Overcoming Writer's Block for Your College Admissions Essay
Writer’s block can hinder even the best ideas for a college admissions essay. Here are a few ways to make sure your writing sings.
Don't stare at a blank document and wait for the perfect first sentence to emerge. Many people find it is helpful to start writing and edit later. Writing incomplete sentences, making bullet points and jotting down notes can help overcome writer's block. This also is a good way to compile ideas. If this strategy doesn't appeal to you, record yourself talking about your essay or ask someone to ask you questions and take notes on what you say. Talking about a topic often is easier than writing about it.
You also can answer an essay question out loud, while recording yourself, then transcribe the recording. Most people write or type at about 30 to 60 words per minute, but they speak at about 200 words per minute.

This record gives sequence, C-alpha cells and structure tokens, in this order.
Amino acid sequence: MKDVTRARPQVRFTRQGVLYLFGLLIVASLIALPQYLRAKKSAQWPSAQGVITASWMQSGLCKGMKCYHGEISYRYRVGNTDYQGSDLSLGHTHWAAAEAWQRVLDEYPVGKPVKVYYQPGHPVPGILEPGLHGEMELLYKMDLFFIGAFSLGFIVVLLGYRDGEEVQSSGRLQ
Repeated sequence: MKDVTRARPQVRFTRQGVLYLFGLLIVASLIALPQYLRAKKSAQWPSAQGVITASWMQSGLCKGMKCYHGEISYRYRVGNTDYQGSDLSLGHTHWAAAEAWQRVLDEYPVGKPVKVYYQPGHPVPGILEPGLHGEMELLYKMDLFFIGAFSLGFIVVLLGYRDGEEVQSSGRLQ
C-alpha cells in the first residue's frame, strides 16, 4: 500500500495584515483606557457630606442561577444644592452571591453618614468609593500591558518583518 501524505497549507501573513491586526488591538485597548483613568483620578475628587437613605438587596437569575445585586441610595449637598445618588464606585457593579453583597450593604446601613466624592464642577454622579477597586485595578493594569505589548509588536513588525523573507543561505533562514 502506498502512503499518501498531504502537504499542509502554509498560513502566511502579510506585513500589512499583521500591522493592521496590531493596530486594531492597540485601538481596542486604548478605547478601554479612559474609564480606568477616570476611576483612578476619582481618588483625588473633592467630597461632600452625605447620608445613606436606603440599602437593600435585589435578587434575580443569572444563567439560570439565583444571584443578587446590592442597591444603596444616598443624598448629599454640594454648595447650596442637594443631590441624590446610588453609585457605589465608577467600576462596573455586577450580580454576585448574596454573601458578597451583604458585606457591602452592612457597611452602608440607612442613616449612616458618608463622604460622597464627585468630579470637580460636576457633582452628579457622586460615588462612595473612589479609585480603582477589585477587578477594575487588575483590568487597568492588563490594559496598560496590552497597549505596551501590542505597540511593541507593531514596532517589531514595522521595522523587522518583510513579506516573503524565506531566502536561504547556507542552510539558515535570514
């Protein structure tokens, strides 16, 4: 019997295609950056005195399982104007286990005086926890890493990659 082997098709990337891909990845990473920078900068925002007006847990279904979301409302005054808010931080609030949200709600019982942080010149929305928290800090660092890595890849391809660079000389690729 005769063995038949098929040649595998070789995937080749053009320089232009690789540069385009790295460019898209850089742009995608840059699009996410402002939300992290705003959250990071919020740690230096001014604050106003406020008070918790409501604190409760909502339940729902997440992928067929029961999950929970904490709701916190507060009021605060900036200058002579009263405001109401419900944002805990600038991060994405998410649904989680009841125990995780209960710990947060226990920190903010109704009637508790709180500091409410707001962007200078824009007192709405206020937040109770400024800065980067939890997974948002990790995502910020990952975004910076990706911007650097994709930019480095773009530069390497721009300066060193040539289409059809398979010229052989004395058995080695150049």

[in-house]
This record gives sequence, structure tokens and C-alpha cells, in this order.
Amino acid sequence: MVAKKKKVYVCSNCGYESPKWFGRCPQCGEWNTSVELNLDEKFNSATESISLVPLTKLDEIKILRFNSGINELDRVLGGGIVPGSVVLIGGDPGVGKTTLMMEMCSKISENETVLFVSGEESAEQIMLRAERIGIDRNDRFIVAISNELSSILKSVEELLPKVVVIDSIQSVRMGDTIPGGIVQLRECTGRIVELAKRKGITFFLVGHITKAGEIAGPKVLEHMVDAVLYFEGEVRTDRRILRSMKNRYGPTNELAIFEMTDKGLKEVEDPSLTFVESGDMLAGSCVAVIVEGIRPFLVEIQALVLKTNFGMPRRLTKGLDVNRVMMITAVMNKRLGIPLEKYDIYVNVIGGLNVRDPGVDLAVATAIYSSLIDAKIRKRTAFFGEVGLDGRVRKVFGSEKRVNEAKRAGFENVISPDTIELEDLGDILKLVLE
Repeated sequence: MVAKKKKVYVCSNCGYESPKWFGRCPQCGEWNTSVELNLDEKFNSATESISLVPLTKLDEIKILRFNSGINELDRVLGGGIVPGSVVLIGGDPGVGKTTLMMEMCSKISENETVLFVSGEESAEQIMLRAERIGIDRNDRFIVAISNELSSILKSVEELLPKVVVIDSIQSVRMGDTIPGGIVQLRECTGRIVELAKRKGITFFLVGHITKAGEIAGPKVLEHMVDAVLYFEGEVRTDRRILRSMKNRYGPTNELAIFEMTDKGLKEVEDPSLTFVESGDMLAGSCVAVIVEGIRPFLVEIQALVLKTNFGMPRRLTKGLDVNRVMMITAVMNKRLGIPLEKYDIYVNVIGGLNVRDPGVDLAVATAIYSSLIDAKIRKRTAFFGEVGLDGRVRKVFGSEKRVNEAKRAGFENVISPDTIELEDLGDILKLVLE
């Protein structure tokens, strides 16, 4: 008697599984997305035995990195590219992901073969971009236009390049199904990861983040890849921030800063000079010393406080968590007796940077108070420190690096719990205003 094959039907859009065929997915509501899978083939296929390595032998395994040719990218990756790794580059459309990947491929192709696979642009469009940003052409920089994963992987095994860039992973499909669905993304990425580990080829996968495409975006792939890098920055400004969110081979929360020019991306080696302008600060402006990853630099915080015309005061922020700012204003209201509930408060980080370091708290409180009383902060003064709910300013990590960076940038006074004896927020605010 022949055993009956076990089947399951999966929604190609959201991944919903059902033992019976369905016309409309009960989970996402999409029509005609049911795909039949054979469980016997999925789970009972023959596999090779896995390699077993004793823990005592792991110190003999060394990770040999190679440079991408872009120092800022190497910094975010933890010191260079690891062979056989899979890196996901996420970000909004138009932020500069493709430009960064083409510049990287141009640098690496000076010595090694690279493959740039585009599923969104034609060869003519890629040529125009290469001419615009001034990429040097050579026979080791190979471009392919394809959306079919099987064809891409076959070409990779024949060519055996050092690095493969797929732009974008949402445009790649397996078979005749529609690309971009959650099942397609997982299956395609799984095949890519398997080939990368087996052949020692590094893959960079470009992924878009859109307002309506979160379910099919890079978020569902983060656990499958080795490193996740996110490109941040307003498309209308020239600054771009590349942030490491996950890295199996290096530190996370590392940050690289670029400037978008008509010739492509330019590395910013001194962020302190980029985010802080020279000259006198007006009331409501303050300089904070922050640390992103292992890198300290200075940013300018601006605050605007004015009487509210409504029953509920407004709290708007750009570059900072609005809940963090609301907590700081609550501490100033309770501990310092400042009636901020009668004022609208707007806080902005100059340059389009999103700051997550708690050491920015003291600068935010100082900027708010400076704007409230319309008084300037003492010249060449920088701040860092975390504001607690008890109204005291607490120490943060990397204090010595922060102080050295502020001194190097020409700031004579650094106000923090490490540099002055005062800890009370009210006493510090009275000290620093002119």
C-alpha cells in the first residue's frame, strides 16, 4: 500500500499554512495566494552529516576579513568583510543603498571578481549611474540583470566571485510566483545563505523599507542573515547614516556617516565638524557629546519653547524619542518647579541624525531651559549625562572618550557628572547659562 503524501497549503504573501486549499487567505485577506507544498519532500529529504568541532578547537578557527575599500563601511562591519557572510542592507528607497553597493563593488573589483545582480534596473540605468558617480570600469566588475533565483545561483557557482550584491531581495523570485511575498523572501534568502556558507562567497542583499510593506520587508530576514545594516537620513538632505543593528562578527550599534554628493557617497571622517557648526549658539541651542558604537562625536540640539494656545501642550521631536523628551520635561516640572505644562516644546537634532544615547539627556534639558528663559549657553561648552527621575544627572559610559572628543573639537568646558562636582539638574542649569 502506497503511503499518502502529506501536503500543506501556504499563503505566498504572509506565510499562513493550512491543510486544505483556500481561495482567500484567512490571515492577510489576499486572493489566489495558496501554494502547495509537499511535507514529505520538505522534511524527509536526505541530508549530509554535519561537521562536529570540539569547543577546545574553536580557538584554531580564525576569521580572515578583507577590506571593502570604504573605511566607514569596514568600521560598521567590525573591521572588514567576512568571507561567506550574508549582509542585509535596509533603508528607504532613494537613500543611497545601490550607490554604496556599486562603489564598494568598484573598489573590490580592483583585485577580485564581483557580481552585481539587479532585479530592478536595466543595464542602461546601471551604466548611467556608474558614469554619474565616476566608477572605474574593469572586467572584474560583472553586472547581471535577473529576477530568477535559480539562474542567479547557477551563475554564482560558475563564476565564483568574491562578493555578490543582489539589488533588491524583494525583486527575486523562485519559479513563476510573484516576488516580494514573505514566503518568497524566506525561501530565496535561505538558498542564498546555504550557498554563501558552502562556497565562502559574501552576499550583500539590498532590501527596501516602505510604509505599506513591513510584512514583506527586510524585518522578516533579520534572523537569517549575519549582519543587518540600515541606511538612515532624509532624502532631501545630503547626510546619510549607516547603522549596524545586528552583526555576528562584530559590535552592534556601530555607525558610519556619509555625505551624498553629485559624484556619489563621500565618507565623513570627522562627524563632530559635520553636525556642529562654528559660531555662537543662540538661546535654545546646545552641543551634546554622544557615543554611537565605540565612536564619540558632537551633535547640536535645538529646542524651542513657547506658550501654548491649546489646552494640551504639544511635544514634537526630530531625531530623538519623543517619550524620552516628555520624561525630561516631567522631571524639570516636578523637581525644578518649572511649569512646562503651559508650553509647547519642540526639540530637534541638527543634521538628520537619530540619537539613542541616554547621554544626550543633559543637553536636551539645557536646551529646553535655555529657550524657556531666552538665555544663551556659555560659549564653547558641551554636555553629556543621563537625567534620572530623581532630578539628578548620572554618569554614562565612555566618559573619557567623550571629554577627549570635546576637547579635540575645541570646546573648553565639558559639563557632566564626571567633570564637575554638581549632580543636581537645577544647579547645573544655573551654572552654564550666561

Most students don't sit down and write an entire application essay in one sitting. Set realistic deadlines for yourself. The first time you sit down, write an outline. The second time, finish a draft.
It's also helpful to set aside blocks of time to write. Finally, if you sit down to write and stare at a blank page for 30 minutes, get up and take a walk. If you start early enough, you'll have the luxury to write when it comes more easily.
Taking a break, especially if you've been working for a while, is a good thing. There's nothing wrong with doing something fun for an hour and getting back to work. If you're worried about productivity, use that time to research prospective colleges or review other work. Good ideas often come when you least expect them.
Ask for a Critique
When you have a draft finished, ask a friend, parent or teacher to read your work and offer suggestions. A new perspective can provide you with new ideas or angles you might not have considered.